Top 5 Most Common Questions about Intestinal Parasites and Deworming
Intestinal parasites are one of the most common infections for dogs and cats.
Roundworm larvae pass through the placenta to infect puppies and kittens in the uterus even before they are born, and then still pass through the mother’s milk! Microscopic worm eggs are passed to innocent or unsuspecting pets when they sniff the ground or each other’s fur. Tapeworms pass when pets chew at their fur when it’s itchy from fleas or from hunting.
Clearly, the potential for infection is high.
Here is what you need to know to keep your pets and family safe from intestinal parasites:
1. How Do I Know If My Pet Has Intestinal Parasites?
When pets are infected with parasites, you may or may not see signs. Hopefully the infection will have been treated or diagnosed (by regular stool checks) before they become ill.
Otherwise, you may see signs of:
- Enlarged abdomen
- Dry skin and fur
- Vomiting (possibly with worms present)
- Weight loss
- Loss of energy
Since many parasites are too tiny to be seen, diagnosis is made by microscopic analysis of the stool looking for the eggs, and other microscopic stages produced by intestinal parasites.
2. Why Not Just Test the Stools and Treat when the Test Shows Parasites?
Testing stool samples for parasite eggs should be done routinely, every couple of months when your pet is young, and at least annually when they are an adult.
However, on some days the worms produce few eggs, or in many cases the worms are too young to produce eggs. In these situations, we may not find evidence of infection microscopically. Stool samples, therefore, do not demonstrate the presence of parasites 100% of the time.
We do not always depend on a negative stool sample. We include many factors before making a conclusion.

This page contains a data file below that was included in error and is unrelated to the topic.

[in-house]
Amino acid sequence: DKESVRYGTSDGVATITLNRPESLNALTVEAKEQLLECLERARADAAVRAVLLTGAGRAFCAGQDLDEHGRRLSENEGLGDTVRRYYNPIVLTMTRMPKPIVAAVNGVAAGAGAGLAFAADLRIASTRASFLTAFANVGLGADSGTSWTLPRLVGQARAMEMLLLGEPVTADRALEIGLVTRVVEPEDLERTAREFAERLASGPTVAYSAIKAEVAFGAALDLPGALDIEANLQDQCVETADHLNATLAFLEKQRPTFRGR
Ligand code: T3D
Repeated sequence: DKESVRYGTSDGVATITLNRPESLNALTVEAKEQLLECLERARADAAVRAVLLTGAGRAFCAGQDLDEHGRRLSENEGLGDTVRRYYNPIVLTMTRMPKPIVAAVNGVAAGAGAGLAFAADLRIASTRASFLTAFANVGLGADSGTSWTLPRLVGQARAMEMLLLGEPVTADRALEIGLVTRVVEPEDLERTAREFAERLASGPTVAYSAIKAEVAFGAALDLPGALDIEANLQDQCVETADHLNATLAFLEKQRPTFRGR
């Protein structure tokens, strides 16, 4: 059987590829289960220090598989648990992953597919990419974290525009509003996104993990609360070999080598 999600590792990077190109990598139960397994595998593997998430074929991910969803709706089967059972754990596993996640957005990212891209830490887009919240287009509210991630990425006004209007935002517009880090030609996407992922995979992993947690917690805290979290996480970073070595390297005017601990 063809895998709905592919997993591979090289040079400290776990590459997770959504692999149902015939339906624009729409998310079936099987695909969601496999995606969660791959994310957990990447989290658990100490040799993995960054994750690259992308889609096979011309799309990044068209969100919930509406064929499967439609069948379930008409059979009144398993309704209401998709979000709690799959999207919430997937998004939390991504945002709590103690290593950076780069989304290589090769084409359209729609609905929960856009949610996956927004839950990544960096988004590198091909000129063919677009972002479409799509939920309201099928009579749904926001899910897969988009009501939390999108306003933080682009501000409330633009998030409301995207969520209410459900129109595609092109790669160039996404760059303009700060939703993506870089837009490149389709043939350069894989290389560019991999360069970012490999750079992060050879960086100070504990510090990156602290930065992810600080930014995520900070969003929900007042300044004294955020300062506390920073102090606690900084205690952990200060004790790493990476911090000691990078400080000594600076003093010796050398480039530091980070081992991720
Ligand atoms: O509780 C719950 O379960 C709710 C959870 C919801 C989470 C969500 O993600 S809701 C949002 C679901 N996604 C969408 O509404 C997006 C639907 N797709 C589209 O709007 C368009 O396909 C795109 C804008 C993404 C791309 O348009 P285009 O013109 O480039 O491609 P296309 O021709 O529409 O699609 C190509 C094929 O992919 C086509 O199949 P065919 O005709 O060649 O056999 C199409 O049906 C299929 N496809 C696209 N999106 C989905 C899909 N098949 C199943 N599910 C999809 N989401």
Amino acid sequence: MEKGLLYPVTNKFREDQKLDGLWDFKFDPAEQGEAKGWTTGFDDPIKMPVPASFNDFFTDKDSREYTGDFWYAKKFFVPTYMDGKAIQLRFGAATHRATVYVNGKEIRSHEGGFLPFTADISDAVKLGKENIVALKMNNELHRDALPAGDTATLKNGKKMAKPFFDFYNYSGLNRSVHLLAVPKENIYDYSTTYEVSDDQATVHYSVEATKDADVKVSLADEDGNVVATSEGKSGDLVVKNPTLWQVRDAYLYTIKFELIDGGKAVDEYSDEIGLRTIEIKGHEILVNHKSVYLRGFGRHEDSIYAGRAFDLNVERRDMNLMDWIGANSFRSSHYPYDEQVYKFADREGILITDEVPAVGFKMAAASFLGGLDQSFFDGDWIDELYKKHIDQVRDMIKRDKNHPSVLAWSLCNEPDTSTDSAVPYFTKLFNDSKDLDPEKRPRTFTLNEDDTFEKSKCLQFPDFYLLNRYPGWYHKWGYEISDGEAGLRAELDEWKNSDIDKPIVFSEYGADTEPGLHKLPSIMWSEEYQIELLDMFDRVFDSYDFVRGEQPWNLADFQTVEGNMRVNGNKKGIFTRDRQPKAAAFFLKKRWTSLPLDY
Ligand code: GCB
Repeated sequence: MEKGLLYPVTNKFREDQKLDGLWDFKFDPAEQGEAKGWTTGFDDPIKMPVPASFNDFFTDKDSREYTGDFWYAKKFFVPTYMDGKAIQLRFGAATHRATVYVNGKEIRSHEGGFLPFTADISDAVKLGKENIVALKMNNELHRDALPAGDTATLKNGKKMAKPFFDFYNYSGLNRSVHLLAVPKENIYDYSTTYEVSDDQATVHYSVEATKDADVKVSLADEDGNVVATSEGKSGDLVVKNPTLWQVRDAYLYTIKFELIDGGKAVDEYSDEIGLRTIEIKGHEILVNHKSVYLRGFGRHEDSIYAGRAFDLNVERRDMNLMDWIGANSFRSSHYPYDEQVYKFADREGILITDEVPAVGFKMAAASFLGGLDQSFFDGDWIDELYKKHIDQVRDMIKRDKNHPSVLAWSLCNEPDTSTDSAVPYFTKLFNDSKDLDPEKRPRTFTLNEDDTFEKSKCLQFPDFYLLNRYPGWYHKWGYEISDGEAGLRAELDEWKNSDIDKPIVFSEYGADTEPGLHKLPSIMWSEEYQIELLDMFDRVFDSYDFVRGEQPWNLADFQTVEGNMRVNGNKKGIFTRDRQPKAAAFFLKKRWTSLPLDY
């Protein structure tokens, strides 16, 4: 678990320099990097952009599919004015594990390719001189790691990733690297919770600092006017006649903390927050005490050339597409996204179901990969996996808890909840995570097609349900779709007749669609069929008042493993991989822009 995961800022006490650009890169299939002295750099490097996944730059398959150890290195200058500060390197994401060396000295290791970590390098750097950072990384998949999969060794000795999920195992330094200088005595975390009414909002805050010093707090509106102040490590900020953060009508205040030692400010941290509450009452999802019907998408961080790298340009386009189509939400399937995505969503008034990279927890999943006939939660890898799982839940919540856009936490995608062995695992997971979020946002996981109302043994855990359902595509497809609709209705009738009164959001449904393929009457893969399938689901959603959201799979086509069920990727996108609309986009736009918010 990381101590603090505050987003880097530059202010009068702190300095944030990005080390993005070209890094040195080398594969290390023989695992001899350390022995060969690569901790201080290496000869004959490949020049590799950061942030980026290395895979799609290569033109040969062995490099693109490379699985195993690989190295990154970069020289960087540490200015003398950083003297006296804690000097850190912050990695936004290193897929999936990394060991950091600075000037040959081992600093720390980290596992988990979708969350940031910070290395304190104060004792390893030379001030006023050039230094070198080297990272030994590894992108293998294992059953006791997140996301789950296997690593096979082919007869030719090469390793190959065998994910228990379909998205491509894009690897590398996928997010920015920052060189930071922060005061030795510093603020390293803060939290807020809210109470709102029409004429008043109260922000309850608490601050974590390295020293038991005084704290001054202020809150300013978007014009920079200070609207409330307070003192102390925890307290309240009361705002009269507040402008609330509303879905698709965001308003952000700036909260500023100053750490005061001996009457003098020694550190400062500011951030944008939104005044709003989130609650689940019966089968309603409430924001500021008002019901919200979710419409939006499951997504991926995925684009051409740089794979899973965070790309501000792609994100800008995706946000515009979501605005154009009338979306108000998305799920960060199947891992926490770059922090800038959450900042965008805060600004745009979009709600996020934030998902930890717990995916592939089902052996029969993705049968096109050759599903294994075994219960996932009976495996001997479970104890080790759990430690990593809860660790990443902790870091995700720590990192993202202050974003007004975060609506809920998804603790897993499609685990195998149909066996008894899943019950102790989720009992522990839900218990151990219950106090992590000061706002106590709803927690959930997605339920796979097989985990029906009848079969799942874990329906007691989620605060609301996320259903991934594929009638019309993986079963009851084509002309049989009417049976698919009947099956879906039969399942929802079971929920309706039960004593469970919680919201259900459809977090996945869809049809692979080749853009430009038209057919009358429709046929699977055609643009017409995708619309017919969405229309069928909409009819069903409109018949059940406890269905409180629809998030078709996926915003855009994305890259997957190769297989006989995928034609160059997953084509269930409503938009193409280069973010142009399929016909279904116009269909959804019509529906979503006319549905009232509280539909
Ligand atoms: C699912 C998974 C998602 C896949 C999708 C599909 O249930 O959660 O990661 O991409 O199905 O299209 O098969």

3. What Is the Safe Plan for Treatment of Worms?
Puppies and kittens are routinely dewormed every 2 weeks until 3 months of age, then again at 4 months. Since the larvae of the worms continue to cycle through pets for several months when they are young, it is important to repeat the treatments.
If a pet is diagnosed with intestinal parasites, bathing should be done about 1 day after the first treatment.
4. Can Worms Pass to People?
Absolutely, yes. Diseases which pass from animals to humans are termed “zoonotic” diseases.
Several common pet parasites can pass to people in a variety of stages. The symptoms can range from showing no signs, to causing a variety of symptoms including:
- Skin irritation
- Development of internal cysts
Treating your pets’ intestinal parasites is extremely important for your entire family.
5. How Do I Keep My Family Safe?
- Cleaning up stools immediately
- Washing hands after handling puppies and kittens
- Discouraging face licking, especially for children and people with compromised immune systems
- Ensure you have a fresh stool sample checked microscopically at least annually
- Provide a sample for the follow-up test if worms were found on a previous sample
- Make sure to follow all deworming protocols according to directions
- Cover sandboxes, which cats may use as a toilet
- Be very careful, if raccoons are around, to wear gloves and wash hands well when working in the garden
- Have children wash before eating and when coming indoors
Pregnant (or possibly pregnant) women should not clean or change the cat litter, should wash hands well after gardening, and only eat well-cooked meat or fish.
If you have any more questions about this important topic, please don’t hesitate to ask us. For a great resource, visit petsandparasites.org.
We have a variety of vaccinations, topical treatments, and pills which will help prevent your pets from getting parasites throughout the warm seasons. Book your appointment today to safeguard your pet’s health.
We are a 24/7 emergency veterinary hospital in Mississauga – call us at 905-855-2100 right away if your pet needs immediate care! A veterinarian is always present, never just “on call”!
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